Effects of low- and high-intensity physical exercise on physical and cognitive function in older persons with dementia: A randomized controlled trial

L. M. J. Sanders*, T. Hortobágyi, E. G. A. Karssemeijer, E. A. van der Zee, E. J. A. Scherder, M. J. G. van Heuvelen

*Corresponding author for this work

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Background: Potential moderators such as exercise intensity or apolipoprotein-E4 (ApoE4) carriership may determine the magnitude of exercise effects on physical and cognitive functions in patients with dementia (PwD). We determined the effects of a 24-week aerobic and strength training program with a low- and high-intensity phase on physical and cognitive function. Methods: In an assessor-blinded randomized trial, 91 PwD (all-cause dementia, recruited from daycare and residential care facilities, age 82.3 ± 7.0 years, 59 women, Mini-Mental State Examination 20.2 ± 4.4) were allocated to the exercise or control group. In the exercise group, PwD participated in a walking and lower limb strength training program with 12 weeks low- and 12 weeks high-intensity training offered three times/week. Attention-matched control participants performed flexibility exercises and recreational activities. We assessed adherence, compliance, and exercise intensity for each session. We assessed physical (endurance, gait speed, mobility, balance, leg strength) and cognitive (verbal memory, visual memory, executive function, inhibitory control, psychomotor speed) functions with performance-based tests at baseline and after 6, 12, 18, 24, and 36 weeks (follow-up). ApoE4 carriership was determined post-intervention. Results: Sixty-nine PwD were analyzed. Their mean attendance was ~ 60% during the study period. There were no significant effects of the exercise vs. control intervention on endurance, mobility, balance, and leg strength in favor of the exercise group (Cohen's d = 0.13-0.18). Gait speed significantly improved with ~ 0.05 m/s after the high-intensity phase for exercise participants (Cohen's d = 0.41) but declined at follow-up. There were no significant effects of the exercise vs. control intervention on any of the cognitive measures (Cohen's d ~ - 0.04). ApoE4 carriership did not significantly moderate exercise effects on physical or cognitive function. Conclusions: Exercise was superior to control activities for gait speed in our sample of PwD. However, the training effect provided no protection for mobility loss after detraining (follow-up). There were no beneficial effects of the exercise vs. control group on cognitive function. Exercise intensity moderated the effects of exercise on gait speed. ApoE4 carriership moderated the effect of exercise on global cognition only (trend level). Trial registration: Netherlands Trial Register, NTR5035. Registered on 2 March 2015.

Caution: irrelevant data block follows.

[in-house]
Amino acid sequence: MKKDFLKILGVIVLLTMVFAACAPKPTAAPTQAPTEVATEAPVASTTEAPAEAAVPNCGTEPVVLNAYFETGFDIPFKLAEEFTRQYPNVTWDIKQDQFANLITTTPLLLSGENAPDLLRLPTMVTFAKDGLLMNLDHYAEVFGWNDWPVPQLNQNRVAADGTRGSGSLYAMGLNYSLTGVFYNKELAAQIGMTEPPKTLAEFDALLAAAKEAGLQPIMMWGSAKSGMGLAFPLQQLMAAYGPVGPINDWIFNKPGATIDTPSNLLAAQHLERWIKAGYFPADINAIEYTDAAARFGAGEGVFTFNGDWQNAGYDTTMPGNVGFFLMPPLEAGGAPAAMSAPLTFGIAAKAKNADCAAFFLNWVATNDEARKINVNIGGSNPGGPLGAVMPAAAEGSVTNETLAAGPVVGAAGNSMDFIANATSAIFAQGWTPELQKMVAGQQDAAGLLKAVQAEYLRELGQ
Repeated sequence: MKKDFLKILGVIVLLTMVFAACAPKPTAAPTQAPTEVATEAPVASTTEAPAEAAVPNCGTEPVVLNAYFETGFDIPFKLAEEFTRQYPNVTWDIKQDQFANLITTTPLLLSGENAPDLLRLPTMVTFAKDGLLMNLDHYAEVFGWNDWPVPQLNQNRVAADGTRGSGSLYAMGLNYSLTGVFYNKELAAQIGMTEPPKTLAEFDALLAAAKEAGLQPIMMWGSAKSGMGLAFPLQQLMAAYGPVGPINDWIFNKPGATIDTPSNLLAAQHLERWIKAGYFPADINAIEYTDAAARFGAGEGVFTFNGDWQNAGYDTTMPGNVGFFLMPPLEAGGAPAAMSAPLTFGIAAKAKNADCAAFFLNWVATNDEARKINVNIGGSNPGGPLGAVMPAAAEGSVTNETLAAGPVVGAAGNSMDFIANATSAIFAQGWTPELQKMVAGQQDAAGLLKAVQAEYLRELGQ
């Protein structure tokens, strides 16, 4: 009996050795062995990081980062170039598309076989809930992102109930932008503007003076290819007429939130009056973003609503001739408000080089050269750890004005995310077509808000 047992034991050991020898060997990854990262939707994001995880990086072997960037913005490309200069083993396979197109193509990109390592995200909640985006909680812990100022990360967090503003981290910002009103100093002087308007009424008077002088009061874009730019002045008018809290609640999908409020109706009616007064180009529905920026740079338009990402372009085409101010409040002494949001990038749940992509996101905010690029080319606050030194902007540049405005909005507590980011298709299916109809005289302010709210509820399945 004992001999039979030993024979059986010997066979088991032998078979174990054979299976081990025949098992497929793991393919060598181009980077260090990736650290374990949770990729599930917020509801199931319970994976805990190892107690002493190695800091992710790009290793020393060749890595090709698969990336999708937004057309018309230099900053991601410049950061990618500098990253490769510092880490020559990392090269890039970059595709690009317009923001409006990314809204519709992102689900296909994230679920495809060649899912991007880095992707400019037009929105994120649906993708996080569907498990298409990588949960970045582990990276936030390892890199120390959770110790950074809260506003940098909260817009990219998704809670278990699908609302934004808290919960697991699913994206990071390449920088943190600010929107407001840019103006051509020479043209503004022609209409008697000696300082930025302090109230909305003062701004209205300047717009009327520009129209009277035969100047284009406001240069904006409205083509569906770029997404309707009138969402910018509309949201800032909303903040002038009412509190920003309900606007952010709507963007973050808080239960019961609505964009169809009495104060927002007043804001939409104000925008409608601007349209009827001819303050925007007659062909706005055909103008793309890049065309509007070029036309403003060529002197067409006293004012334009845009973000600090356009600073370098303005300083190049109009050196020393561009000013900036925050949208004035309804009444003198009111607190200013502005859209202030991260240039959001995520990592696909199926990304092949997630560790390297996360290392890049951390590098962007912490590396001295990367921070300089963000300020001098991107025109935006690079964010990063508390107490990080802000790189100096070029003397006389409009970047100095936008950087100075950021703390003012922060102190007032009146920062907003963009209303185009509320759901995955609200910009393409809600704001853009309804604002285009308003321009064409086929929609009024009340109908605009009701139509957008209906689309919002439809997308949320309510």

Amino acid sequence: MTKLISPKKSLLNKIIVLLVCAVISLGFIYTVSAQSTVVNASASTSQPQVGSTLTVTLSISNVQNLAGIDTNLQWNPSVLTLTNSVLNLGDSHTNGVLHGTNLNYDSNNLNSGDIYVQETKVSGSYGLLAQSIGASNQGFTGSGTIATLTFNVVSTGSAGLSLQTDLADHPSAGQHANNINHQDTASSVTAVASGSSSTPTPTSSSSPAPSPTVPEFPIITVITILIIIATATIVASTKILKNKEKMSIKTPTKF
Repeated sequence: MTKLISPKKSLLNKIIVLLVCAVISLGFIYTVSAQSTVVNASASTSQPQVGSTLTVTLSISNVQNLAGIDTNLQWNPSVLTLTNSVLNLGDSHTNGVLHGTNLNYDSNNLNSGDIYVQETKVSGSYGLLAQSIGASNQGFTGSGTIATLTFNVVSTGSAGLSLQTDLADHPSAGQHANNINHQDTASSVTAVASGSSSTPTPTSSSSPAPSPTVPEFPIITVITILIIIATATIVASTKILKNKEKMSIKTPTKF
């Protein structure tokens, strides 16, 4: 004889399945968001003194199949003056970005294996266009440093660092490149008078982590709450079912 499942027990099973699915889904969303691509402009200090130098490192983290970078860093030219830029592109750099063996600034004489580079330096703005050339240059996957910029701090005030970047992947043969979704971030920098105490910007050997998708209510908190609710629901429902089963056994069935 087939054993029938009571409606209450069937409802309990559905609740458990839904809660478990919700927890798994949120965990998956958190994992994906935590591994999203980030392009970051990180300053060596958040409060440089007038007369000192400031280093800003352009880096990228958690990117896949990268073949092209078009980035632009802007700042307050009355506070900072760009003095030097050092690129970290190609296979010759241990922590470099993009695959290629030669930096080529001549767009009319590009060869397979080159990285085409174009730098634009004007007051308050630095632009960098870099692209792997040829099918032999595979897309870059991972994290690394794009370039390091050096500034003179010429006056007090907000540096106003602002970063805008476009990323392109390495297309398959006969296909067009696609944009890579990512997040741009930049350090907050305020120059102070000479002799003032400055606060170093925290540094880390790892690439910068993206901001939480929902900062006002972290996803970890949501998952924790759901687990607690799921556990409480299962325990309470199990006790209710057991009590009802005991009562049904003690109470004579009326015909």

Original languageEnglish
Article number28
Number of pages15
JournalAlzheimers research & therapy
Issue number1
Publication statusPublished - 19-Mar-2020


  • Dementia
  • Cognitive decline
  • Physical exercise
  • Exercise intensity
  • Dose-response relationship
  • ApoE4

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